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Honda Shadow A.C.E. v. Yamaha V-Star 1100 Middleweight Import Cruiser Shootout

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Filed Under (Tips and Review) by admin on 25-11-2010

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You want a big cruiser but you don’t need a large 1500 cc behemoth that weighs close to half-a-ton fully loaded. You want something you can cruise down the boulevard on but you want to be able to handle a corner or two. You want classic styling but you insist on reliability as well. If these are your guidelines, then Honda and Yamaha might have what you’re looking for in the guise of the Honda Shadow American Classic Edition and Yamaha V-Star 1100. Shadow ACE 1100 The ACE and V-Star have a few things in common: Both sport requisite V-twin powerplants (75° for the V-Star and 45° for the ACE) and both possess typical Japanese refinement. Aside from these similarities, the two rides are very different machines. While both machines are shaft driven, the ACE uses the shaft housing as the swingarm. Although this arrangement is effective, it’s a bit lacking style-wise. However, the whitewall tires and the classic fenders and tank help to create a traditional design that turns heads when you’re out and about. The V-Star uses a different approach, utilizing a pivoting sub-frame design with a hidden mono-shock that keeps the lines fluid and consistent with the rest of the bike. Although this beast isn’t equipped with whitewall tires, it still cuts a graceful, glittering profile. The only flaw we noticed was the small headlight that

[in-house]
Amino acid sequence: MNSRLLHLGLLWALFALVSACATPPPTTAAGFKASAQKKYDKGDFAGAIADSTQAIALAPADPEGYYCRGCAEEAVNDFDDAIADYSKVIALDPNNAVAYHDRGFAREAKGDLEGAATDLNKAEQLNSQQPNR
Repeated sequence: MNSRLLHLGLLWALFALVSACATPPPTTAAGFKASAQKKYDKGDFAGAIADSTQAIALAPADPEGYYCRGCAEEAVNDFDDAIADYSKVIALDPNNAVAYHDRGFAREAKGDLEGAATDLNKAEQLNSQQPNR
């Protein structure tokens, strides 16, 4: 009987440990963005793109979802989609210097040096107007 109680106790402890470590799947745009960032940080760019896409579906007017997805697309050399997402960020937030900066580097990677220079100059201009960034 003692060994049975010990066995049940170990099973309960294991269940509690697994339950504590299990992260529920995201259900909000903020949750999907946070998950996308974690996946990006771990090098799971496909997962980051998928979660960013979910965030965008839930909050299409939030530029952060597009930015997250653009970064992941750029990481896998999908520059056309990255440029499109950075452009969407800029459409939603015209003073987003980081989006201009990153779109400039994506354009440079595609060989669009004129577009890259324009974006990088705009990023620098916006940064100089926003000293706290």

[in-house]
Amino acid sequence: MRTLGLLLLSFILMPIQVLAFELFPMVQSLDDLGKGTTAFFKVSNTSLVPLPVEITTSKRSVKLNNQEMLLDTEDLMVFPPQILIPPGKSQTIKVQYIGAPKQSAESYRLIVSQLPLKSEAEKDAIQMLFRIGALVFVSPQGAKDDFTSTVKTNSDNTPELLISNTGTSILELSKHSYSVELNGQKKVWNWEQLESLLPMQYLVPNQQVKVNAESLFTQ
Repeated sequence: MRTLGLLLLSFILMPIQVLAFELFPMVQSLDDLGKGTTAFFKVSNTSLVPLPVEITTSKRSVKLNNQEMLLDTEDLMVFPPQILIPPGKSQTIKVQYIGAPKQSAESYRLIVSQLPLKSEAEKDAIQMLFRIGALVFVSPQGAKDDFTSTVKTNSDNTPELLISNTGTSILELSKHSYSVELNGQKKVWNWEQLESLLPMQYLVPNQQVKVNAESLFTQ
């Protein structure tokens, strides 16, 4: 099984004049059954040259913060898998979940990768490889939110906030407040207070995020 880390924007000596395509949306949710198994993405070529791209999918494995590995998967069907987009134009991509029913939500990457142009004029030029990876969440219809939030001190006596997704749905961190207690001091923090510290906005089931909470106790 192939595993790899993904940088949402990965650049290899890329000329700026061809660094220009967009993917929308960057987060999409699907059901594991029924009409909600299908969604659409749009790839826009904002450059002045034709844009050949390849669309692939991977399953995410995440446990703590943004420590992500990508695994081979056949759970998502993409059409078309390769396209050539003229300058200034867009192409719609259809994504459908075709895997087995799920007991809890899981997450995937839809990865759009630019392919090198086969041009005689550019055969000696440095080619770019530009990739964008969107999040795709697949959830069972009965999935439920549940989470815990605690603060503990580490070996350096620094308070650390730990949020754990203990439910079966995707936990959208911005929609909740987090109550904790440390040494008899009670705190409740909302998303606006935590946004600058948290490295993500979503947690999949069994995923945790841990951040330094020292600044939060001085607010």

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V-Star 1100 And Dragstar 1100 Modification V-Star Driving/ Passing Lights Factory Chrome Light Bar Cover Installation

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Filed Under (Yamaha) by admin on 08-11-2010